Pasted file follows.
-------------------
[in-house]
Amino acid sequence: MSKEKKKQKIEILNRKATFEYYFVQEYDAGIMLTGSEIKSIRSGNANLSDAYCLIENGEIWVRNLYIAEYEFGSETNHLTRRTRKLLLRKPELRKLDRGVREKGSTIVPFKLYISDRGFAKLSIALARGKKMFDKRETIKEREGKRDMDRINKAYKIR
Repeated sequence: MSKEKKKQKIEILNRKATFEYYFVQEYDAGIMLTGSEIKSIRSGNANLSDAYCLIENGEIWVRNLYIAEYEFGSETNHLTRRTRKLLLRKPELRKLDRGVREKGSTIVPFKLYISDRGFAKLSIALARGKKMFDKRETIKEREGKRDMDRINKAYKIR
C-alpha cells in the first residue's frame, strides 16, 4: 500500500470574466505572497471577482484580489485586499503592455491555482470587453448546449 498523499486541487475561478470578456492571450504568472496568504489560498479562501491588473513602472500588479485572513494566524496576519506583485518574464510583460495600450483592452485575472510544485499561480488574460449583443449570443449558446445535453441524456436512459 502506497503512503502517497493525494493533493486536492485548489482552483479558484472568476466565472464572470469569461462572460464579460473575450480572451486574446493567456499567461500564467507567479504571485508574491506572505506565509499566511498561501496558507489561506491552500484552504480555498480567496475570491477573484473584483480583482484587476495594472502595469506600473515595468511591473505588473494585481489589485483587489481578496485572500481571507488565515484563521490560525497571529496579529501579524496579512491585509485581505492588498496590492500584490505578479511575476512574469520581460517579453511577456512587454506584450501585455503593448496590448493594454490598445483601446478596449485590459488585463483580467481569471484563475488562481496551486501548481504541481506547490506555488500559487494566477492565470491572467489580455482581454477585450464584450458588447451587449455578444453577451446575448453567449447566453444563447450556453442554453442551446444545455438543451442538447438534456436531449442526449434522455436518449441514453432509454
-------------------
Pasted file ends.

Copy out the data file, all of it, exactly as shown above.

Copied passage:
[in-house]
Amino acid sequence: MSKEKKKQKIEILNRKATFEYYFVQEYDAGIMLTGSEIKSIRSGNANLSDAYCLIENGEIWVRNLYIAEYEFGSETNHLTRRTRKLLLRKPELRKLDRGVREKGSTIVPFKLYISDRGFAKLSIALARGKKMFDKRETIKEREGKRDMDRINKAYKIR
Repeated sequence: MSKEKKKQKIEILNRKATFEYYFVQEYDAGIMLTGSEIKSIRSGNANLSDAYCLIENGEIWVRNLYIAEYEFGSETNHLTRRTRKLLLRKPELRKLDRGVREKGSTIVPFKLYISDRGFAKLSIALARGKKMFDKRETIKEREGKRDMDRINKAYKIR
C-alpha cells in the first residue's frame, strides 16, 4: 500500500470574466505572497471577482484580489485586499503592455491555482470587453448546449 498523499486541487475561478470578456492571450504568472496568504489560498479562501491588473513602472500588479485572513494566524496576519506583485518574464510583460495600450483592452485575472510544485499561480488574460449583443449570443449558446445535453441524456436512459 502506497503512503502517497493525494493533493486536492485548489482552483479558484472568476466565472464572470469569461462572460464579460473575450480572451486574446493567456499567461500564467507567479504571485508574491506572505506565509499566511498561501496558507489561506491552500484552504480555498480567496475570491477573484473584483480583482484587476495594472502595469506600473515595468511591473505588473494585481489589485483587489481578496485572500481571507488565515484563521490560525497571529496579529501579524496579512491585509485581505492588498496590492500584490505578479511575476512574469520581460517579453511577456512587454506584450501585455503593448496590448493594454490598445483601446478596449485590459488585463483580467481569471484563475488562481496551486501548481504541481506547490506555488500559487494566477492565470491572467489580455482581454477585450464584450458588447451587449455578444453577451446575448453567449447566453444563447450556453442554453442551446444545455438543451442538447438534456436531449442526449434522455436518449441514453432509454